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The 9th IACFS/ME Research and Clinical Conference summary by Dr. Rosamund Vallings - March 2009
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Peppermill Resort, Reno, Nevada, USA

12-15th March 2009

I was privileged to attend the IACFS/ME 9th International Research and Clinical conference from 12-15th March, 2009 in Reno, Nevada. Attendees from all around the globe were present and much lively discussion ensued following the papers presenting the latest cutting-edge research.

The main conference opened with an invited lecture from Yasuyoshi Watanabe, (Osaka, Japan). He spoke on the importance of Fatigue Science for Human Health. He told us that fatigue is an important bio-alarm, without which we might lapse into unrecoverable exhaustion, or even die. Fatigue is strongly correlated with motivation. Fatigue decreases efficiency, and scientists are extensively analyzing the causes of fatigue, looking at therapy to aid recovery and preventative strategies. Of fatigue related illness, 30% suffer from Chronic Fatigue Syndrome in Japan, of which 1.3% are children. Other main causes of fatigue are other organic illnesses (28%), mental illness (30%), drug side effects and the effects of surgery. The Japanese have developed a new questionnaire and a fatigue scale. Much research is occurring in Japan with the development of large new centers.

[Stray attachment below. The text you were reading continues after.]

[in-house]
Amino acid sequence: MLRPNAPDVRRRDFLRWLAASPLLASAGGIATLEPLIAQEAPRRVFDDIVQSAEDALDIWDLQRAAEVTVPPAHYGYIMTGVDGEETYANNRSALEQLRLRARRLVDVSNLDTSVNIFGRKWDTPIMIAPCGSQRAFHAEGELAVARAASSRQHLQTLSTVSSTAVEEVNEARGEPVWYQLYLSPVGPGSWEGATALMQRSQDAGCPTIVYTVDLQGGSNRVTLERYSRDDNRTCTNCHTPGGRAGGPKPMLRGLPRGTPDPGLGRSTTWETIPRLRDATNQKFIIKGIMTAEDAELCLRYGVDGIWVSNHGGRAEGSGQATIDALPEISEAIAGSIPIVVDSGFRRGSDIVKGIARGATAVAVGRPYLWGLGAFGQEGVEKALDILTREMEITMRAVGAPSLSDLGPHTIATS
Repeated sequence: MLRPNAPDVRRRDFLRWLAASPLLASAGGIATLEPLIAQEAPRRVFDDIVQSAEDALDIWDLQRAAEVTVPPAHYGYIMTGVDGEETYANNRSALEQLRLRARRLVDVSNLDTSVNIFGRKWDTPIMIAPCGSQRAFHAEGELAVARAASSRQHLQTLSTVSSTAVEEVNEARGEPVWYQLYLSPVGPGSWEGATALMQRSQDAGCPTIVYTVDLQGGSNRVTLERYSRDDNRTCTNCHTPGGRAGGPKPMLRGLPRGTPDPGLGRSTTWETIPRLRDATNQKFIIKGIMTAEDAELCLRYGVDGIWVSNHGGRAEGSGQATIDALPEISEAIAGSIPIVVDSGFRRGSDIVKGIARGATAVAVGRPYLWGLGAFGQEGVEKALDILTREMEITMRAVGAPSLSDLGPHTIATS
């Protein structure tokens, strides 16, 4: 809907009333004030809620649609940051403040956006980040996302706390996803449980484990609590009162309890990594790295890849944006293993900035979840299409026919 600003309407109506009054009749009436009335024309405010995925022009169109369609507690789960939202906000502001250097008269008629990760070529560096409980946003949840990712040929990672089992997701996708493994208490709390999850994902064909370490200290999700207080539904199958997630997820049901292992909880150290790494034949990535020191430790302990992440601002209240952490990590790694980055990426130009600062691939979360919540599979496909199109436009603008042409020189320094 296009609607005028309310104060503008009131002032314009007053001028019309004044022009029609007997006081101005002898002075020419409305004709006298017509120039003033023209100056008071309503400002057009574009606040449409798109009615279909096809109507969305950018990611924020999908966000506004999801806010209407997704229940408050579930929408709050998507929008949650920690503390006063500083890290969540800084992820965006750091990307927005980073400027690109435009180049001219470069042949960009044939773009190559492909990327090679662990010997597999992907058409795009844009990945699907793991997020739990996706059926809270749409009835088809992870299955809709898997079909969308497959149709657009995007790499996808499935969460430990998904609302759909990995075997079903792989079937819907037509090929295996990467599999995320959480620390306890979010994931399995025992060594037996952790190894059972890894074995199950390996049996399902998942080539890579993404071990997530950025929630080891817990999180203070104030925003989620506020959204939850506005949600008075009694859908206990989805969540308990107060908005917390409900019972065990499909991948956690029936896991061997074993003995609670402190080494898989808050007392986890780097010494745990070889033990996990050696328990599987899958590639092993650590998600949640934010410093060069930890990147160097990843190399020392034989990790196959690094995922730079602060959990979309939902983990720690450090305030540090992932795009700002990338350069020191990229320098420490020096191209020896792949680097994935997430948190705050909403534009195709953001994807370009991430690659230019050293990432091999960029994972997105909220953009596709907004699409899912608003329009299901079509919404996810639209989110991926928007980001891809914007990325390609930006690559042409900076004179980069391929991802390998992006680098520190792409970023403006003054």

Dr Watanabe then focused on Chronic Fatigue Syndrome (CFS), discussing potential immune, biochemical and endocrine biomarkers. Plethysmography, visible and near infra-red markers for analysis of serum samples, gene expression and APISST (which relates to cytokine signals) are all being researched. HHV6 has been found to be physiologically increased in saliva after hard work, with levels improving after holidays. There are increases in HHV7 also after hard work and slightly less so in CFS. HHV6 is directly shed into the saliva, while HHV7 is amplified in the peripheral T cells. Brain function is studied using PET, functional MRI and MEG. Areas of the brain associated with fatigue, pain and attention have been demonstrated. Other CNS abnormalities include: abnormal acetylcarnitine levels in PET scans, reduced binding potential of 5HTT, mood changes shown to relate to the dopamine system, visual task activity lower in CFS on fMRI, and on MRI morphometry, there was volume reduction in the prefrontal cortices. This latter may relate to cortical plasticity, as it improves with CBT.

Work with animal models was discussed, looking at physical and mental fatigue, infections and complex tasks. In general there was shortage of energy for repair, changes in genes and amino acid changes with fatigue.

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